London Chest Hospital NHS trials could help high blood pressure patients
PUBLISHED: 15:46 05 April 2013 | UPDATED: 16:26 05 April 2013
An international clinical trial which could save lives of people with high blood pressure without having to use drugs every day is under way involving patients in London’s East End.
The team at the Hypertension clinic at the London Chest Hospital is testing a new device to improve blood pressure in patients with resistant hypertension—where three or more drugs have failed to control it.
The treatment could lead to a reduced risk of stroke or heart attack.
“This procedure which is fully reversible could benefit those in constant fear of a heart attack or stroke,” explained the clinic’s director, Dr Mel Lobo.
“It only involves structures remote from vital organs, unlike renal denervation which destroys the nerves supplying the kidneys.
“Patients may ultimately be freed from the need to take drugs every day of their lives.”
The ‘silent killer’ doesn’t have obvious symptoms—anyone could be unaware they are sufferers, the Barts Health NHS Trust points out.
The treatment being tried out at the chest hospital in Bethnal Green involves a minimally invasive catheter procedure that puts a small coupler between the artery and vein in the thigh.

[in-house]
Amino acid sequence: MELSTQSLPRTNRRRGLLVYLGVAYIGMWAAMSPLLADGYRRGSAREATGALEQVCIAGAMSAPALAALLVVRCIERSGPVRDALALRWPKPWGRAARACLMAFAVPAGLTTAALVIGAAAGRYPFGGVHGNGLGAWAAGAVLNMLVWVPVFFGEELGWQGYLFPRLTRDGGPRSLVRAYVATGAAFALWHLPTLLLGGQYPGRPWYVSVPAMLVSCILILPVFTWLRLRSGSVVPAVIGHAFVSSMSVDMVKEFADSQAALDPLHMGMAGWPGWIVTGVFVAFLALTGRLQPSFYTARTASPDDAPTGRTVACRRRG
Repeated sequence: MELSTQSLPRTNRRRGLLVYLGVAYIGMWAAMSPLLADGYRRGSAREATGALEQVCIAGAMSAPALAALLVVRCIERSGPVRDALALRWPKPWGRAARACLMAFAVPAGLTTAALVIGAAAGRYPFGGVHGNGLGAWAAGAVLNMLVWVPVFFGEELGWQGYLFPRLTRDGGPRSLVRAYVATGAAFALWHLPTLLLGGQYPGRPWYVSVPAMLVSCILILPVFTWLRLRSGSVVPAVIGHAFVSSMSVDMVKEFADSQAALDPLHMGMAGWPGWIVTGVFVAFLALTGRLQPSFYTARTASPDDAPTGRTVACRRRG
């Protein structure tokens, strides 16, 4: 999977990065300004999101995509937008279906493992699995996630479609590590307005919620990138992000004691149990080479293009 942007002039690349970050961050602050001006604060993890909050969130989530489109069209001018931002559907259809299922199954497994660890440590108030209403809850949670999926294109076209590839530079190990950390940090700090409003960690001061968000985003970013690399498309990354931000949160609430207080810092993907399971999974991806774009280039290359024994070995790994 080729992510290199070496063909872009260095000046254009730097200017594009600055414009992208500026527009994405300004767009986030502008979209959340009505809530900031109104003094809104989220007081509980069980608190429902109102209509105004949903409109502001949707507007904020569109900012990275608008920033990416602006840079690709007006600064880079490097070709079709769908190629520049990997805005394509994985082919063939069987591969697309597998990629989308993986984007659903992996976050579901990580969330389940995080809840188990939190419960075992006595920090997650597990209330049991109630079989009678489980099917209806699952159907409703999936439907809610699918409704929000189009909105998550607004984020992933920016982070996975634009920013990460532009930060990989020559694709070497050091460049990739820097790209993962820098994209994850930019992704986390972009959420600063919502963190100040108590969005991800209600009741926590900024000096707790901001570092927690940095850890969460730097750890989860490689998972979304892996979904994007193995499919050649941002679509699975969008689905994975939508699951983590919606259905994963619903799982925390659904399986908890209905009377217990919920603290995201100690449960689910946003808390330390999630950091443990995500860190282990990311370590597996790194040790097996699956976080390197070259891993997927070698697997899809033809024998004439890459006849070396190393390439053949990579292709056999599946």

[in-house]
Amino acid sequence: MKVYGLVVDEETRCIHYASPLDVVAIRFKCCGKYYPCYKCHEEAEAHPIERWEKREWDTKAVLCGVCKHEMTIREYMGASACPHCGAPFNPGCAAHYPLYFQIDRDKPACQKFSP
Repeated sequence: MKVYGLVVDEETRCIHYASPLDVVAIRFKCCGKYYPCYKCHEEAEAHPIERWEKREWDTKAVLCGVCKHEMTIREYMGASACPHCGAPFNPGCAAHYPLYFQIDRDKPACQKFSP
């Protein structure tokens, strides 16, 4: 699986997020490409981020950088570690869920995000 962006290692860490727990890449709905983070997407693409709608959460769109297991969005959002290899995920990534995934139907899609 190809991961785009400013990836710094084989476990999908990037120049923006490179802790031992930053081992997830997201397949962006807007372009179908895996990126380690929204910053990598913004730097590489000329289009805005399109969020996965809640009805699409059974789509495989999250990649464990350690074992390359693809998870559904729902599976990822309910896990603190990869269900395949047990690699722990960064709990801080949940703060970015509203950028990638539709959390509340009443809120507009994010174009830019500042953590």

The device works by reducing the resistance to blood flow and diverting some arterial blood to the veins.
Mum-of-two Jackie Walker, 51, is one of the first patients to undergo the trials.
“I’ve been living with high blood pressure for eight years after being pregnant with my second child,” she said.
“I first noticed something was wrong when I started getting headaches and became tired quickly. I also had awful side effects from drugs like hair loss, nausea and difficulty breathing.
“I’m hoping I can now stop living with a dark cloud hanging over me—the worry I might have a stroke or a heart attack is always in the back of my mind.”
High blood pressure, left untreated, causes half the deaths from stroke and heart disease in the world today, as well as being a major cause of chronic kidney disease.
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